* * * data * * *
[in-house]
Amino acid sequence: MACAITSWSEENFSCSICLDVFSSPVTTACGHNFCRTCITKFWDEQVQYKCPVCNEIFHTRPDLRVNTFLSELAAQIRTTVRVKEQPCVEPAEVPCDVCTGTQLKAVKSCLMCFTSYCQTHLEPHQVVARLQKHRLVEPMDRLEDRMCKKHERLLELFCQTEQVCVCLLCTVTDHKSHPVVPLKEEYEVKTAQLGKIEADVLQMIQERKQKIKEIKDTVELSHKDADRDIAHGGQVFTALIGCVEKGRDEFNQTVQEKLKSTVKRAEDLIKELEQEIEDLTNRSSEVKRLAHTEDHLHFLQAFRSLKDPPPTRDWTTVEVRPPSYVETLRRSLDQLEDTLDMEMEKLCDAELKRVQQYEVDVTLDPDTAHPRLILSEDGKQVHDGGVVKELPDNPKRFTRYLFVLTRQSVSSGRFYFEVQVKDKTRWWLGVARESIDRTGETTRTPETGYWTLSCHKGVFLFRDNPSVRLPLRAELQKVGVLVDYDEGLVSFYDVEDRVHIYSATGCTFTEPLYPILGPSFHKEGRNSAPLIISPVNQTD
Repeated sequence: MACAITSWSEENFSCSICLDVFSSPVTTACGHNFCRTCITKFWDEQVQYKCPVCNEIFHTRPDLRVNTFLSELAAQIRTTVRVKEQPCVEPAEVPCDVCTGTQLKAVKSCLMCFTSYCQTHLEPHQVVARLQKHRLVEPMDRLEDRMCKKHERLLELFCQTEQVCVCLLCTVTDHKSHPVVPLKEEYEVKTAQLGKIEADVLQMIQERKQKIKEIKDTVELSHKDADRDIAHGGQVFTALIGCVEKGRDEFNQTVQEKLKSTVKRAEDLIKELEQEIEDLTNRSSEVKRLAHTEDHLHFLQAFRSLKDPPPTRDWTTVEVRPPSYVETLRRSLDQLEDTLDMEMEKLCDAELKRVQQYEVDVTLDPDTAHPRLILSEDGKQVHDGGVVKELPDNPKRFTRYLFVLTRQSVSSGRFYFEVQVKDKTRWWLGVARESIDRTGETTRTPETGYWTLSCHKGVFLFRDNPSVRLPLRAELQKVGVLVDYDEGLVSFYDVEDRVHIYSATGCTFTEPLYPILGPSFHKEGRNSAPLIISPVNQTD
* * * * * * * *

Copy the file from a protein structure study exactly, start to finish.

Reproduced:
[in-house]
Amino acid sequence: MACAITSWSEENFSCSICLDVFSSPVTTACGHNFCRTCITKFWDEQVQYKCPVCNEIFHTRPDLRVNTFLSELAAQIRTTVRVKEQPCVEPAEVPCDVCTGTQLKAVKSCLMCFTSYCQTHLEPHQVVARLQKHRLVEPMDRLEDRMCKKHERLLELFCQTEQVCVCLLCTVTDHKSHPVVPLKEEYEVKTAQLGKIEADVLQMIQERKQKIKEIKDTVELSHKDADRDIAHGGQVFTALIGCVEKGRDEFNQTVQEKLKSTVKRAEDLIKELEQEIEDLTNRSSEVKRLAHTEDHLHFLQAFRSLKDPPPTRDWTTVEVRPPSYVETLRRSLDQLEDTLDMEMEKLCDAELKRVQQYEVDVTLDPDTAHPRLILSEDGKQVHDGGVVKELPDNPKRFTRYLFVLTRQSVSSGRFYFEVQVKDKTRWWLGVARESIDRTGETTRTPETGYWTLSCHKGVFLFRDNPSVRLPLRAELQKVGVLVDYDEGLVSFYDVEDRVHIYSATGCTFTEPLYPILGPSFHKEGRNSAPLIISPVNQTD
Repeated sequence: MACAITSWSEENFSCSICLDVFSSPVTTACGHNFCRTCITKFWDEQVQYKCPVCNEIFHTRPDLRVNTFLSELAAQIRTTVRVKEQPCVEPAEVPCDVCTGTQLKAVKSCLMCFTSYCQTHLEPHQVVARLQKHRLVEPMDRLEDRMCKKHERLLELFCQTEQVCVCLLCTVTDHKSHPVVPLKEEYEVKTAQLGKIEADVLQMIQERKQKIKEIKDTVELSHKDADRDIAHGGQVFTALIGCVEKGRDEFNQTVQEKLKSTVKRAEDLIKELEQEIEDLTNRSSEVKRLAHTEDHLHFLQAFRSLKDPPPTRDWTTVEVRPPSYVETLRRSLDQLEDTLDMEMEKLCDAELKRVQQYEVDVTLDPDTAHPRLILSEDGKQVHDGGVVKELPDNPKRFTRYLFVLTRQSVSSGRFYFEVQVKDKTRWWLGVARESIDRTGETTRTPETGYWTLSCHKGVFLFRDNPSVRLPLRAELQKVGVLVDYDEGLVSFYDVEDRVHIYSATGCTFTEPLYPILGPSFHKEGRNSAPLIISPVNQTD